HOUSTON — The Houston Rockets remain confident they can rebound from a 3-1 deficit in their first-round playoff series with the Portland Trail Blazers.
But just in case they needed a reminder that such a comeback was possible, coach Kevin McHale had Mario Elie and Hakeem Olajuwon talk to his team as it prepares for Game 5 on Wednesday night. They helped the Rockets bounce back from the same deficit to beat the Phoenix Suns in seven games in the Western Conference semifinals in 1995 en route to an NBA title.
“You focus just on the one game (Wednesday) and shift the game back to Portland (and) there will be tremendous pressure on the Portland team,” Olajuwon said. “You have no choice right now. You’ve got to focus.”
Despite their pep talk, the Rockets aren’t sugar-coating their situation.
“It’s desperation time,” Chandler Parsons said. “We don’t want our season to end and if we lose that’s going to happen. All of our backs are against the wall and we’ve just got to be a resilient team.”
Dwight Howard isn’t ready for his first season in Houston to be over, either, and is working to ensure that he and his teammates don’t let another one get away. Three of the four games in this series have been decided in overtime and two of Houston’s three losses were by a total of five points.
“We’ve got to really believe and that’s the only way we’re going to win it,” Howard said. “It starts with myself and James (Harden).”
Harden scored 37 points in Houston’s lone victory, but has struggled against the Blazers, making just 36 of 103 shots combined in the four games. Howard said the Rockets are focused on finding a way to finish better.
“We’ve got to go from playing good for 44 minutes to playing for all 48,” he said. “If we do that, then we’ll turn this series around.”
Portland’s Damian Lillard knows the Blazers will get Houston’s best shot on Wednesday night and this will be their biggest test yet.
“Houston will show a lot of fight,” he said. “I believe 100 percent that they feel like they can still win the series. It will be hard to put them away. We’ve got to take it up a level because they will try to keep their season alive.”
The Trail Blazers have lost in the first round in their last six trips to the playoffs. A win Wednesday would put them in the second round for the first time since losing in the Western Conference finals in 2000.
“We want to finish the series right now and it’s going to take a lot of focus from our team and a lot of mental toughness and togetherness,” Lillard said. “That’s the only way we’re going to get it done on the road.”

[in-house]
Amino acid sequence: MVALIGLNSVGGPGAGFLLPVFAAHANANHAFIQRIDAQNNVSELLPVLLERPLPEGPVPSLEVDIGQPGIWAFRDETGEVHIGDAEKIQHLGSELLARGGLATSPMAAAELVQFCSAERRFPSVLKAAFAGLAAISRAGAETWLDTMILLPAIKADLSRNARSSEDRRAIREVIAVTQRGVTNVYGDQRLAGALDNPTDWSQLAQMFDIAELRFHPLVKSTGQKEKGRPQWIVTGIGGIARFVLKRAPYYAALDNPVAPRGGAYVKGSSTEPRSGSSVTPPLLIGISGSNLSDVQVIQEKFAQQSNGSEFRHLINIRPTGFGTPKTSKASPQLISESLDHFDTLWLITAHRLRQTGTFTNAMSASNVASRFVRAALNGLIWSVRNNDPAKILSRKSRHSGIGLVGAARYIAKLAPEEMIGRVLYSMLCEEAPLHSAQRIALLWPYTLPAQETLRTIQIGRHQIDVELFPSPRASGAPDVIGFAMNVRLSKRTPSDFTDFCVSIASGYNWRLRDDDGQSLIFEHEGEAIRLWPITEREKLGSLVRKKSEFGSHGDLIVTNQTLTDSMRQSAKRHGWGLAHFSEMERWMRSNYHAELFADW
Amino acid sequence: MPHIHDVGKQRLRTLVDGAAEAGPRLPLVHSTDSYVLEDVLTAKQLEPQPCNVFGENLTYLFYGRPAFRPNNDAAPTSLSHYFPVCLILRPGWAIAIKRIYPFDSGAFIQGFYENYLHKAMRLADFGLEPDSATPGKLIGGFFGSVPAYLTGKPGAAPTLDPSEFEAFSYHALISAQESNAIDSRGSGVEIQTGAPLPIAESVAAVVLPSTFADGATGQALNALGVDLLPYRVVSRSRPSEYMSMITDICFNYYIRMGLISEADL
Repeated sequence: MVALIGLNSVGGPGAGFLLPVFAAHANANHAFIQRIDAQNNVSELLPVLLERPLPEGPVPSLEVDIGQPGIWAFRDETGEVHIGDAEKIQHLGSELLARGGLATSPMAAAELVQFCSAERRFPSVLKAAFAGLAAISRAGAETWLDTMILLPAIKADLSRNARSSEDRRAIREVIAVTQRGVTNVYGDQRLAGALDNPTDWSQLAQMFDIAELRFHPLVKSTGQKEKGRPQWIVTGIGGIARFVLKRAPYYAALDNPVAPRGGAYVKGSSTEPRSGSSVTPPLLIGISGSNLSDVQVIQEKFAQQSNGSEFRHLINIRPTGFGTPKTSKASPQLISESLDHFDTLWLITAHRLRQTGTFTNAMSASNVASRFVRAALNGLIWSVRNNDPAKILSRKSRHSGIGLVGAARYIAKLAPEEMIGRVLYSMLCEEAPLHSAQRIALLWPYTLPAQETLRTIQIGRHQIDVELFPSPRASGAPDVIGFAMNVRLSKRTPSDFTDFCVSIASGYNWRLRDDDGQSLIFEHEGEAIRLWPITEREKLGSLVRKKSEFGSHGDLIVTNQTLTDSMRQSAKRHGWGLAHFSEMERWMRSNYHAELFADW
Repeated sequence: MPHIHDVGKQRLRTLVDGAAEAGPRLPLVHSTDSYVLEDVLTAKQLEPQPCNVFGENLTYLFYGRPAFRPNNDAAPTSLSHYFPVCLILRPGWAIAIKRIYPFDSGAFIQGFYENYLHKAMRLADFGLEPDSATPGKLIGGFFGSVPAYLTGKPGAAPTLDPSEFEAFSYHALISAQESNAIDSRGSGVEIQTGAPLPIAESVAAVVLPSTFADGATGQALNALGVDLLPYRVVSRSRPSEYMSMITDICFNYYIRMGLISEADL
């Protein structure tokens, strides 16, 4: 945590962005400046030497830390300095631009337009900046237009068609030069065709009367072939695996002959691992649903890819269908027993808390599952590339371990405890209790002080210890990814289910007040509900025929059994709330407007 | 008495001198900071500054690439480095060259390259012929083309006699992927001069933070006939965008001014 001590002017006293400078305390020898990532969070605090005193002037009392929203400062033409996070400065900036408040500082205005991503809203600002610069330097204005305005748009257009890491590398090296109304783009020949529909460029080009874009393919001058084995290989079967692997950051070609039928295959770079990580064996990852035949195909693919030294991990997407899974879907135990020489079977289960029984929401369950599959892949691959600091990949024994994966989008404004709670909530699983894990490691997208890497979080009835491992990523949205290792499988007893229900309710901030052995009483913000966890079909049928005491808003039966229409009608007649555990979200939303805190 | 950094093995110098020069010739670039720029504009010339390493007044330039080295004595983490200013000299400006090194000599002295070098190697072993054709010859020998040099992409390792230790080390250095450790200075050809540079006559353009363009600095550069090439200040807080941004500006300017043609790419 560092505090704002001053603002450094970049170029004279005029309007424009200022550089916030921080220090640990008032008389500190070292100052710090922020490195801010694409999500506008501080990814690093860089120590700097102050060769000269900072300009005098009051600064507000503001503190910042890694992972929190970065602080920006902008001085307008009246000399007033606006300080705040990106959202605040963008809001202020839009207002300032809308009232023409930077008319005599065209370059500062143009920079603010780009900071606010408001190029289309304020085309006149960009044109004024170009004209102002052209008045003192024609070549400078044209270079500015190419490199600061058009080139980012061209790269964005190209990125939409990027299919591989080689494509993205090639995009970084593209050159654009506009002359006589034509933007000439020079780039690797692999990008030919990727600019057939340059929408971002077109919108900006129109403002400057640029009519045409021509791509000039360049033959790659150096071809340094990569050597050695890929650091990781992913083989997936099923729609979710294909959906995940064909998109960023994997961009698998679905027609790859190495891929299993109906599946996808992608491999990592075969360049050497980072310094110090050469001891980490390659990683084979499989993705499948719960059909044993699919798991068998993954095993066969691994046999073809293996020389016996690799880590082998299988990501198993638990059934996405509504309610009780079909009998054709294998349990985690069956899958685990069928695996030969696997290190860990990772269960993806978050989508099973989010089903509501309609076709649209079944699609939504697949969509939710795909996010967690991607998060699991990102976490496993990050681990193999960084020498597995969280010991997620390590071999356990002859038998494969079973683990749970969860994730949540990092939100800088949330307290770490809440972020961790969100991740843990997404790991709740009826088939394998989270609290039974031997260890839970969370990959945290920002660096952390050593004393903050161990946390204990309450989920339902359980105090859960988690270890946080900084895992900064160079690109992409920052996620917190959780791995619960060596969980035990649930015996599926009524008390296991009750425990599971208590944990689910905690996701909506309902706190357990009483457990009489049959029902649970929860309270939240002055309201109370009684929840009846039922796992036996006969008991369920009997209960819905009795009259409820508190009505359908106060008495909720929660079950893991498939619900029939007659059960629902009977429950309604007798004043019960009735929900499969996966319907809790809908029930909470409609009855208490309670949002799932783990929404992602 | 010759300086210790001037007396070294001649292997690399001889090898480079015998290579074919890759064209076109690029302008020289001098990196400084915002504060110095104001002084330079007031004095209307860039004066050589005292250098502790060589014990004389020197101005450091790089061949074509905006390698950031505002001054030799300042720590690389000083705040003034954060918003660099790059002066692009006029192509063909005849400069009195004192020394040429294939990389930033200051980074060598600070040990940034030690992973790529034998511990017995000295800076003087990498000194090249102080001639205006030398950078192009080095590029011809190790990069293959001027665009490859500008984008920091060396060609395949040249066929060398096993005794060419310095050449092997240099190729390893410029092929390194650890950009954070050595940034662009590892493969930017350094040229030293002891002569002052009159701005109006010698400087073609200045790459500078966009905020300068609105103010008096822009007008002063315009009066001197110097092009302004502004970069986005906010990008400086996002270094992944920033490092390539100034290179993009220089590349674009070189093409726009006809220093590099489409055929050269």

The Rockets have gotten a boost in the last two games from the play of rookie Troy Daniels. Daniels spent most of the season in the NBA Development League, playing just five regular-season games in Houston, but made the game-winning 3-pointer in Houston’s win and added 17 points in the last game. McHale plans to use Daniels in Game 5, too.
“We’ve got to incorporate him in there,” McHale said. “He can make shots. He’s not afraid. He works hard.”
If Houston wants to keep its season alive, it will have to stay focused on trying to slow down LaMarcus Aldridge. He combined for 89 points in the first two games of the series but cooled down a bit in Portland, and had 23 and 29 points in the two games there.
He was unhappy with the way Portland has played in the first quarter of the last two games and said the Trail Blazers are intent on changing that on Wednesday.
“We’ve just got to have a better start,” he said. “We just have to match their intensity because they’re going to be ready to go.”
Houston point guard Patrick Beverley missed practice on Tuesday with an illness and has been struggling with a knee problem since banging into Aldridge late in Game 1, but McHale expects him to be ready for Game 5.
“I have been concerned about Pat between his knee and not feeling well and everything else,” McHale said. “He is going to have to show up and play.”MORE IN Sports WirePARIS — There are two distinct sounds one hears when Roger Federer graces the courts of Roland... Full StoryNEW YORK — Funny how a 1 1/2-mile race — the farthest distance most horses will ever run — can be... Full Story
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